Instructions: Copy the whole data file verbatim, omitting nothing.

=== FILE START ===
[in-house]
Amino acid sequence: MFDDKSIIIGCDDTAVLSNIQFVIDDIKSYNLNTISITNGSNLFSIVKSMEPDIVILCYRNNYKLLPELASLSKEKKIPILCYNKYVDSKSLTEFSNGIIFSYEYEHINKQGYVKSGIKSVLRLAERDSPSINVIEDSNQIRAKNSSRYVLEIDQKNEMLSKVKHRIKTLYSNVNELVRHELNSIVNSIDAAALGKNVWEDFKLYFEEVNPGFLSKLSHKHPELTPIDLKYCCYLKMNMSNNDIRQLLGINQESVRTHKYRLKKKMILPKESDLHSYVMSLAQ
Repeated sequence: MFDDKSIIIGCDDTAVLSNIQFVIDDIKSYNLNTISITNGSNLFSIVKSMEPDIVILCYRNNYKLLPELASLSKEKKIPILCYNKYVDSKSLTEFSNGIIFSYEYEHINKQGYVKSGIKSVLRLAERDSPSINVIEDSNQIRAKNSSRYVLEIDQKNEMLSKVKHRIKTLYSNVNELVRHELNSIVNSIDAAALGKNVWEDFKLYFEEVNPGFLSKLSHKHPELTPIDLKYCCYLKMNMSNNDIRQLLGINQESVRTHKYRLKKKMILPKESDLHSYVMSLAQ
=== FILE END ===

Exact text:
[in-house]
Amino acid sequence: MFDDKSIIIGCDDTAVLSNIQFVIDDIKSYNLNTISITNGSNLFSIVKSMEPDIVILCYRNNYKLLPELASLSKEKKIPILCYNKYVDSKSLTEFSNGIIFSYEYEHINKQGYVKSGIKSVLRLAERDSPSINVIEDSNQIRAKNSSRYVLEIDQKNEMLSKVKHRIKTLYSNVNELVRHELNSIVNSIDAAALGKNVWEDFKLYFEEVNPGFLSKLSHKHPELTPIDLKYCCYLKMNMSNNDIRQLLGINQESVRTHKYRLKKKMILPKESDLHSYVMSLAQ
Repeated sequence: MFDDKSIIIGCDDTAVLSNIQFVIDDIKSYNLNTISITNGSNLFSIVKSMEPDIVILCYRNNYKLLPELASLSKEKKIPILCYNKYVDSKSLTEFSNGIIFSYEYEHINKQGYVKSGIKSVLRLAERDSPSINVIEDSNQIRAKNSSRYVLEIDQKNEMLSKVKHRIKTLYSNVNELVRHELNSIVNSIDAAALGKNVWEDFKLYFEEVNPGFLSKLSHKHPELTPIDLKYCCYLKMNMSNNDIRQLLGINQESVRTHKYRLKKKMILPKESDLHSYVMSLAQ